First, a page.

To his friends M. de Villefort was a powerful protector; to his enemies, he was a silent, but bitter opponent; for those who were neither the one nor the other, he was a statue of the law-made man. He had a haughty bearing, a look either steady and impenetrable or insolently piercing and inquisitorial. Four successive revolutions had built and cemented the pedestal upon which his fortune was based. M. de Villefort had the reputation of being the least curious and the least wearisome man in France. He gave a ball every year, at which he appeared for a quarter of an hour only,—that is to say, five and forty minutes less than the king is visible at his balls. He was never seen at the theatres, at concerts, or in any place of public resort. Occasionally, but seldom, he played at whist, and then care was taken to select partners worthy of him—sometimes they were ambassadors, sometimes archbishops, or sometimes a prince, or a president, or some dowager duchess. Such was the man whose carriage had just now stopped before the Count of Monte Cristo's door. The valet de chambre announced M. de Villefort at the moment when the count, leaning over a large table, was tracing on a map the route from St. Petersburg to China.

The procureur entered with the same grave and measured step he would have employed in entering a court of justice. He was the same man, or rather the development of the same man, whom we have heretofore seen as assistant attorney at Marseilles. Nature, according to her way, had made no deviation in the path he had marked out for himself. From being slender he had now become meagre; once pale, he was now yellow; his deep-set eyes were hollow, and the gold spectacles shielding his eyes seemed to be an integral portion of his face. He dressed entirely in black, with the exception of his white tie, and his funeral appearance was only mitigated by the slight line of red ribbon which passed almost imperceptibly through his button-hole, and appeared like a streak of blood traced with a delicate brush. Although master of himself, Monte Cristo, scrutinized with irrepressible curiosity the magistrate whose salute he returned, and who, distrustful by habit, and especially incredulous as to social prodigies, was much more despised to look upon "the noble stranger," as Monte Cristo was already called, as an adventurer in search of new fields, or an escaped criminal, rather than as a prince of the Holy See, or a sultan of the Thousand and One Nights.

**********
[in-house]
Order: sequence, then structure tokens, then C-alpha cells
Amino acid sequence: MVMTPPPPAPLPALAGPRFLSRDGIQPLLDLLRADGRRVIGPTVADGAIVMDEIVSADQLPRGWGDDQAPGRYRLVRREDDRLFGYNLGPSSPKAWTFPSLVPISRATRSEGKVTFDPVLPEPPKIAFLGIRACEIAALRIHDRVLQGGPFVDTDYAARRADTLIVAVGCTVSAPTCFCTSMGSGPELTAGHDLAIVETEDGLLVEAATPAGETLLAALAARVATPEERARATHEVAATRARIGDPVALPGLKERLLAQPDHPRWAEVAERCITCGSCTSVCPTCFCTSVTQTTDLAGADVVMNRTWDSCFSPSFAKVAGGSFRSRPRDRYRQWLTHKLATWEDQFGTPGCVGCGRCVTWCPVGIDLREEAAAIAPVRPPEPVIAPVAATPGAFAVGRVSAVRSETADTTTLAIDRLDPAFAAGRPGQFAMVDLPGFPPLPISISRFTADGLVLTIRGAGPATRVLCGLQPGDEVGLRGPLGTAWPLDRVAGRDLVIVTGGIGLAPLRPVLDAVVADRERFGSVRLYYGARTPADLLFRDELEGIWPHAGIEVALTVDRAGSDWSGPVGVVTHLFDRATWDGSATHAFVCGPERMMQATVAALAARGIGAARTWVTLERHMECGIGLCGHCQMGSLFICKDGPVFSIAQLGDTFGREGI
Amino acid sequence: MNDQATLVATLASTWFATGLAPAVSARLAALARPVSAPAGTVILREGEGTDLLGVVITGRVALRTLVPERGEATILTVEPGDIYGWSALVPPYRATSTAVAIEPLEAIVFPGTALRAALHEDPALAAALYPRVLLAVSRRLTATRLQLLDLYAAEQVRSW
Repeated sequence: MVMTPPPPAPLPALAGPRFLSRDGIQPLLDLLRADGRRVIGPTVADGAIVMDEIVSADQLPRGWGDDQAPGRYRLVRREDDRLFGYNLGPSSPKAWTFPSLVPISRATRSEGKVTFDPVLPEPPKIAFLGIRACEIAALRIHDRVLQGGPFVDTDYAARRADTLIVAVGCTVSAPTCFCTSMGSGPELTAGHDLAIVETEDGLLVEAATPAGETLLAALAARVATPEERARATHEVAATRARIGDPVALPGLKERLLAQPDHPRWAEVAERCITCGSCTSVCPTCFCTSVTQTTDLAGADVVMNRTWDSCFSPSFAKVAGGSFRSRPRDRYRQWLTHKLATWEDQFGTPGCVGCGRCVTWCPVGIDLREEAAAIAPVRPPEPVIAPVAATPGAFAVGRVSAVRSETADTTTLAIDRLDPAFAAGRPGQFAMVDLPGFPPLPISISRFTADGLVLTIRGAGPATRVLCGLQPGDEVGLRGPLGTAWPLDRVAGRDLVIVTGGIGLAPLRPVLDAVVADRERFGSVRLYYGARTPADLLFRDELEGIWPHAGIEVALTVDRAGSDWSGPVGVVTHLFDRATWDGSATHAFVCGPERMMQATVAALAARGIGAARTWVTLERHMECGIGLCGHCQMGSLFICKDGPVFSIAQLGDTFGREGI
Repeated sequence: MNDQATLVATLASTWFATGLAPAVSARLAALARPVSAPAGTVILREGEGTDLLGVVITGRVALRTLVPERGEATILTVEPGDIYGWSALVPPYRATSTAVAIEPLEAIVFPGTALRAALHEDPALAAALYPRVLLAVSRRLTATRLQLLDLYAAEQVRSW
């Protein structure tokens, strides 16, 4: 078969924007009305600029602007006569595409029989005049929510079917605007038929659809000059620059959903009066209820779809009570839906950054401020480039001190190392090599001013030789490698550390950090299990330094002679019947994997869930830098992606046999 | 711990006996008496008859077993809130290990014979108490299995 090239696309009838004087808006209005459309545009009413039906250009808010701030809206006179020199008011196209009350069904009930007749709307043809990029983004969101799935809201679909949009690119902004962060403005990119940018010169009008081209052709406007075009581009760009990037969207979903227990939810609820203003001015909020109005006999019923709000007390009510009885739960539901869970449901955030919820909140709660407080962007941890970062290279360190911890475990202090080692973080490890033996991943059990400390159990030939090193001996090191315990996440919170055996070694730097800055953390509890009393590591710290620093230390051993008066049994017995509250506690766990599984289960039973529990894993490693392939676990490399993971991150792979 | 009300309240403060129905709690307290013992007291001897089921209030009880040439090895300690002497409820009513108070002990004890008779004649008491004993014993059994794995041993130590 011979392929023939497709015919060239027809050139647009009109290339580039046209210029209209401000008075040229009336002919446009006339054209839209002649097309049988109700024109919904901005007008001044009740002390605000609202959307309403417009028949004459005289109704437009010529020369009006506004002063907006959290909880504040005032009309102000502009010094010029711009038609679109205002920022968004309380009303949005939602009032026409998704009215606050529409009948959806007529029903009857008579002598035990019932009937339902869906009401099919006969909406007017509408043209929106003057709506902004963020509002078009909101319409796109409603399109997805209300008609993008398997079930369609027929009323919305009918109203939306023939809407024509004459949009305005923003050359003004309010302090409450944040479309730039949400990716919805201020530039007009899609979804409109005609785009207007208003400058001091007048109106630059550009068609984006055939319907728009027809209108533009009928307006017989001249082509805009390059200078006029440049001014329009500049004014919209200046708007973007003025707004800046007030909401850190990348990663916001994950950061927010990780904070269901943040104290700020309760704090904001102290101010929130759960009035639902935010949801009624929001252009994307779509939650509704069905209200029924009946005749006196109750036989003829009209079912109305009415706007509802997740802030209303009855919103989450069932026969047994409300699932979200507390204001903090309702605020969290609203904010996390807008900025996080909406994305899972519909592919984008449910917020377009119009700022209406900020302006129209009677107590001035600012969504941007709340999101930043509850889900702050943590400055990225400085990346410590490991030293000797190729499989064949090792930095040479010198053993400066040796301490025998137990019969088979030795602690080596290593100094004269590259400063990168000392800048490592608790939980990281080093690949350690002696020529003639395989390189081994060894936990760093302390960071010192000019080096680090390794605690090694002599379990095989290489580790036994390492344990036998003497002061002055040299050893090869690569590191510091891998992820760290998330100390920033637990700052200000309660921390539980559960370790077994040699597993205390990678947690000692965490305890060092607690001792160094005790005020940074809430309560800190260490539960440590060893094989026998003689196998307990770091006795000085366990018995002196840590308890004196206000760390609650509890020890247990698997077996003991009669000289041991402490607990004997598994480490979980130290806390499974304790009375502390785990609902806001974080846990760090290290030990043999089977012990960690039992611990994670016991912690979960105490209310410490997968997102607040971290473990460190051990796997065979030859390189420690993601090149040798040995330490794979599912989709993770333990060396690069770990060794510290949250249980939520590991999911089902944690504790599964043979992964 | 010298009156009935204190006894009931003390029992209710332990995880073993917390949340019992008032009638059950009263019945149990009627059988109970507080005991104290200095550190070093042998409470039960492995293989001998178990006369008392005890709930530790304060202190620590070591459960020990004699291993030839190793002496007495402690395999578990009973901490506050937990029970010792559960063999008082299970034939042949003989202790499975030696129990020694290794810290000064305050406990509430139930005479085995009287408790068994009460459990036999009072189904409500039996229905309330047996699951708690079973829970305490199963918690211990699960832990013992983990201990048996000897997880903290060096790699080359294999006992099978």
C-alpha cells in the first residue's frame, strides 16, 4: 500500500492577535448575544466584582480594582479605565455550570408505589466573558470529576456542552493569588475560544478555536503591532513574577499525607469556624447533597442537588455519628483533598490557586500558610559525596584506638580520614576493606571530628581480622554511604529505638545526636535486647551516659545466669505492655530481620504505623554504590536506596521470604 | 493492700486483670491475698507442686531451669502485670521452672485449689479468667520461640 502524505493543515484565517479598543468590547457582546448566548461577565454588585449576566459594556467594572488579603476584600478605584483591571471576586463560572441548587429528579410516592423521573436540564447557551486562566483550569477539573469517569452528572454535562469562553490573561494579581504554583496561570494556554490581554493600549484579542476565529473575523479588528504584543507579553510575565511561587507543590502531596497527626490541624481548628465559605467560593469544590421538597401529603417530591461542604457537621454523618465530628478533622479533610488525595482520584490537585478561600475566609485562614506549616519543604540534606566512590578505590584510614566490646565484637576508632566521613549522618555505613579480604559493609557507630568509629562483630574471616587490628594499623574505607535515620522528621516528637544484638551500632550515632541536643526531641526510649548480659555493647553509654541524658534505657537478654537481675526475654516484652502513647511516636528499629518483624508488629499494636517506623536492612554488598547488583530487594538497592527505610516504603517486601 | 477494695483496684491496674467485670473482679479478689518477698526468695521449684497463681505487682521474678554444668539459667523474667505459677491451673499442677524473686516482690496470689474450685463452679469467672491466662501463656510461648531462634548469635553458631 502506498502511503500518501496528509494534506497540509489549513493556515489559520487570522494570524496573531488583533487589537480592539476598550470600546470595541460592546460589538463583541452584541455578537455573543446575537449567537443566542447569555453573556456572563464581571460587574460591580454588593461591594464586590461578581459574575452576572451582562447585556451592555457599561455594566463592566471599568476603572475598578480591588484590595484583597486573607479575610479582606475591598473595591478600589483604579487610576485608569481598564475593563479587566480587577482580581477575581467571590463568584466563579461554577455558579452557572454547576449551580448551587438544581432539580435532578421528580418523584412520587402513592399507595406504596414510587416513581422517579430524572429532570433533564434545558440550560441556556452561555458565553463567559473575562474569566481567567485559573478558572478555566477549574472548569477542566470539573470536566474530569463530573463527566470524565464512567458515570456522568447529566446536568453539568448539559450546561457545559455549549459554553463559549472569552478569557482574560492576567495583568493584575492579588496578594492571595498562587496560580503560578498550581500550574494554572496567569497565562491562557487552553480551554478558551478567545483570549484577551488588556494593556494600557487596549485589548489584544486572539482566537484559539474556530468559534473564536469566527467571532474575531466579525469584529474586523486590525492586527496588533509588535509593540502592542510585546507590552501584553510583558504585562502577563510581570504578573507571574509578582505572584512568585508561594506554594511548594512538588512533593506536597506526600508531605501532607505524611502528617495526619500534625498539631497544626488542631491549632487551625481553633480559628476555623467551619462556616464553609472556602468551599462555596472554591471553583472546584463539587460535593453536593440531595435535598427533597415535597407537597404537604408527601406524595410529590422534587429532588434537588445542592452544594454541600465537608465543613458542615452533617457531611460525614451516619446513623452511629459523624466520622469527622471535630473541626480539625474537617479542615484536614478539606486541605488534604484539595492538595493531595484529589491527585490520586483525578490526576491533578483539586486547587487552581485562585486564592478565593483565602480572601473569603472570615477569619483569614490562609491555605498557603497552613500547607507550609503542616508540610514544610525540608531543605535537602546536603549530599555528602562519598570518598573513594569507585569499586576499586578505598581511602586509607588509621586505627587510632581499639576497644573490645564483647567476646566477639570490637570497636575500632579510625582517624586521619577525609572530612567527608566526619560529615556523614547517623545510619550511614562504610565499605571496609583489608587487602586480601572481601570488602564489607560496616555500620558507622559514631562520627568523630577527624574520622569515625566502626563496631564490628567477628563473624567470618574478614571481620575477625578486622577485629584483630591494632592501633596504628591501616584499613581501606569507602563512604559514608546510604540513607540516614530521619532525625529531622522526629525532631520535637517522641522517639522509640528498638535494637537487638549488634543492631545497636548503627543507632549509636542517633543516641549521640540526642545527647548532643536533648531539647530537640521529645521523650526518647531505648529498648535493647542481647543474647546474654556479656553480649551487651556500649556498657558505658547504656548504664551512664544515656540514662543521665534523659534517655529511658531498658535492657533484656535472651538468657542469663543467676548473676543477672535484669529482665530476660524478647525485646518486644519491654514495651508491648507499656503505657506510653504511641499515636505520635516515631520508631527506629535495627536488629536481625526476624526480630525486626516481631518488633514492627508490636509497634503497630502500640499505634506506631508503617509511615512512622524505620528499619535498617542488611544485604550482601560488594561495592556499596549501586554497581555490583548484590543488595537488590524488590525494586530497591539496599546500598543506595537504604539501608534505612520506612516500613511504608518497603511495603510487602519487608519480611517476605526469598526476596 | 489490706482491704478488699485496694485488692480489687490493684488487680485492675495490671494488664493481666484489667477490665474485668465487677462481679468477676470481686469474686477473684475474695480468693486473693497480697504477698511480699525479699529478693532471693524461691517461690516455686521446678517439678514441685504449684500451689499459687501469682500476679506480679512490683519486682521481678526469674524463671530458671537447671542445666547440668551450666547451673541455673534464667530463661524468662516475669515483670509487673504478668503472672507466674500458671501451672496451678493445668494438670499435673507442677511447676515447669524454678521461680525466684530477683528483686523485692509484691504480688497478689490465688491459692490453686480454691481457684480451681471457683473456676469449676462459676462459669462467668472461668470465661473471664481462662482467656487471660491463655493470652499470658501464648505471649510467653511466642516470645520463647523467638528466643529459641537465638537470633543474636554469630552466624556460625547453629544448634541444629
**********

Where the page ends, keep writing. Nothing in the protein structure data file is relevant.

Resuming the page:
"Sir," said Villefort, in the squeaky tone assumed by magistrates in their oratorical periods, and of which they cannot, or will not, divest themselves in society, "sir, the signal service which you yesterday rendered to my wife and son has made it a duty for me to offer you my thanks. I have come, therefore, to discharge this duty, and to express to you my overwhelming gratitude." And as he said this, the "eye severe" of the magistrate had lost nothing of its habitual arrogance. He spoke in a voice of the procureur-general, with the rigid inflexibility of neck and shoulders which caused his flatterers to say (as we have before observed) that he was the living statue of the law.

"Monsieur," replied the count, with a chilling air, "I am very happy to have been the means of preserving a son to his mother, for they say that the sentiment of maternity is the most holy of all; and the good fortune which occurred to me, monsieur, might have enabled you to dispense with a duty which, in its discharge, confers an undoubtedly great honor; for I am aware that M. de Villefort is not usually lavish of the favor which he now bestows on me,—a favor which, however estimable, is unequal to the satisfaction which I have in my own consciousness." Villefort, astonished at this reply, which he by no means expected, started like a soldier who feels the blow levelled at him over the armor he wears, and a curl of his disdainful lip indicated that from that moment he noted in the tablets of his brain that the Count of Monte Cristo was by no means a highly bred gentleman. He glanced around, in order to seize on something on which the conversation might turn, and seemed to fall easily on a topic. He saw the map which Monte Cristo had been examining when he entered, and said, "You seem geographically engaged, sir? It is a rich study for you, who, as I learn, have seen as many lands as are delineated on this map."